27:No doubt Carlyle has a propensity to exaggerate the heroic in history, that is, he creates you an ideal hero rather than another thing.... Yet what were history if he did not exaggerate it? How comes it that history never has to wait for facts, but for a man to write it? The ages may go on forgetting the facts never so long, he can remember two for every one forgotten. The musty records of history, like the catacombs, contain the perishable remains, but only in the breast of genius are embalmed the souls of heroes. ~ Henry David Thoreau,
28:Archaeologists who have explored the catacombs have found a common inscription scattered throughout them. The inscription was the Greek word ichthus, which was used as an acrostic for “Jesus Christ, God’s Son, the Savior.” You might recognize this sign because now these fish symbols are scattered across the backs of cars belonging to Christians. How far we have come when we paste this symbol identified with martyred brothers and sisters in the first century onto the backs of our SUVs and luxury sedans in the twenty-first century. ~ David Platt,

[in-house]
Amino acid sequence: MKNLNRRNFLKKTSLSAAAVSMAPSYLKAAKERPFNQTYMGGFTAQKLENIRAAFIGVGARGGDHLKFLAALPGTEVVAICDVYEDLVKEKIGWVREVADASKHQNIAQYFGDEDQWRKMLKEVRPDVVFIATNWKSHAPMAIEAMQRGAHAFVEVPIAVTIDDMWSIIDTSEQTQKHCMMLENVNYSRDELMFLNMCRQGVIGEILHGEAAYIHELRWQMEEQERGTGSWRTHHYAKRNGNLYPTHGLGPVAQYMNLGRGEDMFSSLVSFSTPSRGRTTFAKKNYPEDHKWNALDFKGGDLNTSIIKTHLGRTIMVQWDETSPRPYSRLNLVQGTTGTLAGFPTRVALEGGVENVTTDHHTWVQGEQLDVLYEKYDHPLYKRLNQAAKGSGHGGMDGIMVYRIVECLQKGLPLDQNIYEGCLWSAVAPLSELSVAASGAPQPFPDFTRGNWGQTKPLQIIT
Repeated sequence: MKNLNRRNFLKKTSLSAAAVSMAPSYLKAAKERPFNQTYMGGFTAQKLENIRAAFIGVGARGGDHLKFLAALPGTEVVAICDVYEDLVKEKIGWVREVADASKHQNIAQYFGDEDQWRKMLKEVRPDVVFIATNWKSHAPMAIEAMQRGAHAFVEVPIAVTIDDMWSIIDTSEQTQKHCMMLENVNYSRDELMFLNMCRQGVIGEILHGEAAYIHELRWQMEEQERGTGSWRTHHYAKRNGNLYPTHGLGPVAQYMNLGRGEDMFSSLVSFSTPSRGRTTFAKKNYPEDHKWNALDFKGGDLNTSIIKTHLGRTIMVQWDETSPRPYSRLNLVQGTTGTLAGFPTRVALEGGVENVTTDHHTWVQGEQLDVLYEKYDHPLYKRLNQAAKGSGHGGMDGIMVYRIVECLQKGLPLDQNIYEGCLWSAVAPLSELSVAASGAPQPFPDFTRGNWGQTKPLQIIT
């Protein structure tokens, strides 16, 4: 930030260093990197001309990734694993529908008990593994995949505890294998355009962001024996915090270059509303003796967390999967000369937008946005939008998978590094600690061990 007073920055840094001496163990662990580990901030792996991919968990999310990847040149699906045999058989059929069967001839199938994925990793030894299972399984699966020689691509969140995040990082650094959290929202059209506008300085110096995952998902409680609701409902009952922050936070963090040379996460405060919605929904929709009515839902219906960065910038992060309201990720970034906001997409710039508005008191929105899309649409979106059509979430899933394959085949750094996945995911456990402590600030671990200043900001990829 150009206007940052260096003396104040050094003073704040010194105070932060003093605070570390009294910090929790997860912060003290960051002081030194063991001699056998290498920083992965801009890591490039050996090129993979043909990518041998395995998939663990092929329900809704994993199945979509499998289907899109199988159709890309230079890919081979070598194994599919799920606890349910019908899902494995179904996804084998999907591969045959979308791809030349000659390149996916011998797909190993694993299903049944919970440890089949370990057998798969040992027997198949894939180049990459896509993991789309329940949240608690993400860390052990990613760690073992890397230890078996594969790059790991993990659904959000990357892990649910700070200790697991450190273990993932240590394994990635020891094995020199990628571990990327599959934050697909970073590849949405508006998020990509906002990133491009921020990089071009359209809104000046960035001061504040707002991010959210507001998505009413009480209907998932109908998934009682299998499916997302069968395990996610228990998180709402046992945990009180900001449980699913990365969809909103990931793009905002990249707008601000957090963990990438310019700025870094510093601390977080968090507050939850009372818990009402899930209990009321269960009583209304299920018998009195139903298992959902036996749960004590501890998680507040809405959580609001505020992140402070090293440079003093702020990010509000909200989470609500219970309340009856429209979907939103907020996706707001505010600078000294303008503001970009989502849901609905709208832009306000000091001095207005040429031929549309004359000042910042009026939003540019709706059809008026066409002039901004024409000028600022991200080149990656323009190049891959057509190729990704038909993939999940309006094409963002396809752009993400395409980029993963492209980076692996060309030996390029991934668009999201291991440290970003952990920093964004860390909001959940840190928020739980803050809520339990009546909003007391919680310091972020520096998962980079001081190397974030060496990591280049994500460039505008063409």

29:I am SHADOW, and my dwelling is near to the Catacombs of Ptolemais, and hard by those dim plains of Helusion which border upon the foul Charonian canal." And then did we, the seven, start from our seats in horror, and stand trembling, and shuddering, and aghast, for the tones in the voice of the shadow were not the tones of any one being, but of a multitude of beings, and, varying in their cadences from syllable to syllable fell duskly upon our ears in the well-remembered and familiar accents of many thousand departed friends. ~ Edgar Allan Poe,